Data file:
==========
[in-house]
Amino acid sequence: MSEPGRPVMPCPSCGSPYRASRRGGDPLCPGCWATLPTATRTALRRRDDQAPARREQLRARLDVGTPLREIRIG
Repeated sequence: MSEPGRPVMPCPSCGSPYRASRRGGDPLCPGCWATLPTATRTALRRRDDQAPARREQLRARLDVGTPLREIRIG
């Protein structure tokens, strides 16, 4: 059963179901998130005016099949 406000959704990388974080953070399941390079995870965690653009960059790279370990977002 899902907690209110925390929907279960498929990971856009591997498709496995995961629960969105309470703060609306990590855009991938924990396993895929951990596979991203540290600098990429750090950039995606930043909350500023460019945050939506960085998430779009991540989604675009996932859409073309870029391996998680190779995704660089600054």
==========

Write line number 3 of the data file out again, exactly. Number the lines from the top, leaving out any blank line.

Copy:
Repeated sequence: MSEPGRPVMPCPSCGSPYRASRRGGDPLCPGCWATLPTATRTALRRRDDQAPARREQLRARLDVGTPLREIRIG